Maggie Kelly is a toddler in constant motion. You'd never suspect Maggie had to fight to live from the moment she was born.
Molly Kelly learned halfway through her pregnancy her baby had a serious birth defect.
"There's no way you can help your child except to love them," said Molly Kelly.
At 25 weeks, fetal heart specialists detected a defect that would restrict blood flow to the baby's lungs. Doctors told the Kellys their baby would need surgery right after delivery. Instead of transferring the baby to a specialized hospital, this unit at the Children's Hospital of Philadelphia is specifically designed for women carrying babies with known birth defects. Doctors pass the baby through a window to surgeons waiting next door.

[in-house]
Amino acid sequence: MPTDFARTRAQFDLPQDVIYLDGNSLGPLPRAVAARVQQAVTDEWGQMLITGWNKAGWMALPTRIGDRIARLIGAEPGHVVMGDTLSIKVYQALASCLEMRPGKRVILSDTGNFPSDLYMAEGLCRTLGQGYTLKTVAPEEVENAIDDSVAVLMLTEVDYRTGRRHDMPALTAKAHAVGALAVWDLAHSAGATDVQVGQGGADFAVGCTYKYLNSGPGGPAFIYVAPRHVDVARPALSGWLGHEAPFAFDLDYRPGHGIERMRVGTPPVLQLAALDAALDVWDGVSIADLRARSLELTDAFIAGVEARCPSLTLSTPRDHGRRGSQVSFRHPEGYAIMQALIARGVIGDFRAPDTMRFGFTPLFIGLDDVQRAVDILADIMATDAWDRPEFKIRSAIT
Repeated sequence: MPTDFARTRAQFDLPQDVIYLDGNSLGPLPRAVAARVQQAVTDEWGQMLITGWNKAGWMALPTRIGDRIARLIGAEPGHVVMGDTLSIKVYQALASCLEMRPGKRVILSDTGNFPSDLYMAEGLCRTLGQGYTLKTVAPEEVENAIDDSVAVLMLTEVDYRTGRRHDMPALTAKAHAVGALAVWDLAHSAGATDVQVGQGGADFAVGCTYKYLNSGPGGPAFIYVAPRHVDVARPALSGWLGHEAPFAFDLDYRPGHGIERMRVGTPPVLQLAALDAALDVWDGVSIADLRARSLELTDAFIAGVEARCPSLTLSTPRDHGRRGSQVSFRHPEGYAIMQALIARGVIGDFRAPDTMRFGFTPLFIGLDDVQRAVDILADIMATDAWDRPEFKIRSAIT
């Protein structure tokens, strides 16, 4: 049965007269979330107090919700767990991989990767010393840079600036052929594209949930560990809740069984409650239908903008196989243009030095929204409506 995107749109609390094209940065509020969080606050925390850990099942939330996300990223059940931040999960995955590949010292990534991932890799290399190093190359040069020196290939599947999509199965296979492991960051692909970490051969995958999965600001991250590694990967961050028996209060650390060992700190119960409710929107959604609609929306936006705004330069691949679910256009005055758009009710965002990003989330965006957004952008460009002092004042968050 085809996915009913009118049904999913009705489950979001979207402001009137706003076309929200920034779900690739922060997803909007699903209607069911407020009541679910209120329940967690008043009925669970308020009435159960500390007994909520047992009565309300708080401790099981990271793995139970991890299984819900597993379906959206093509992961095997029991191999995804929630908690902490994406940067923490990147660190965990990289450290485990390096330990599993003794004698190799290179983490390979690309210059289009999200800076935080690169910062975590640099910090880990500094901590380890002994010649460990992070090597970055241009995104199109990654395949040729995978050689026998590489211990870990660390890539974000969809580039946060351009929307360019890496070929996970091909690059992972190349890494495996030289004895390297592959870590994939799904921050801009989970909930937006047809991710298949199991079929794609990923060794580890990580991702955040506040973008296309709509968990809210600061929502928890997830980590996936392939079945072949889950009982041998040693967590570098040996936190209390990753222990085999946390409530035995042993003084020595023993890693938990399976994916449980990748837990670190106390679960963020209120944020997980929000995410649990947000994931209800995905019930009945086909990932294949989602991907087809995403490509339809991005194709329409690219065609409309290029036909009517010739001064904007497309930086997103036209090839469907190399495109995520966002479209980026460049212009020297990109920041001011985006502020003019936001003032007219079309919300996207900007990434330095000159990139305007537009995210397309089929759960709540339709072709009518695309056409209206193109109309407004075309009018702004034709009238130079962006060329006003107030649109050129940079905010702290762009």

"Had we not been able to jump in immediately, the outcome would not have been a good as it is," said Jack Rychik, M.D., Director Fetal Heart Program: The Children's Hospital of Philadelphia.
It's the first high-risk delivery room in the world where mom gives birth and stays near the baby. Precious time to bond as a family.
"To be there and stay there when they're weak and need you, there's nothing more to say than that," said Molly Kelly.
Doctors call the special delivery unit a way to provide the patient with seamless care from the womb to bassinet, and families like the Kellys call it nothing less than life- changing.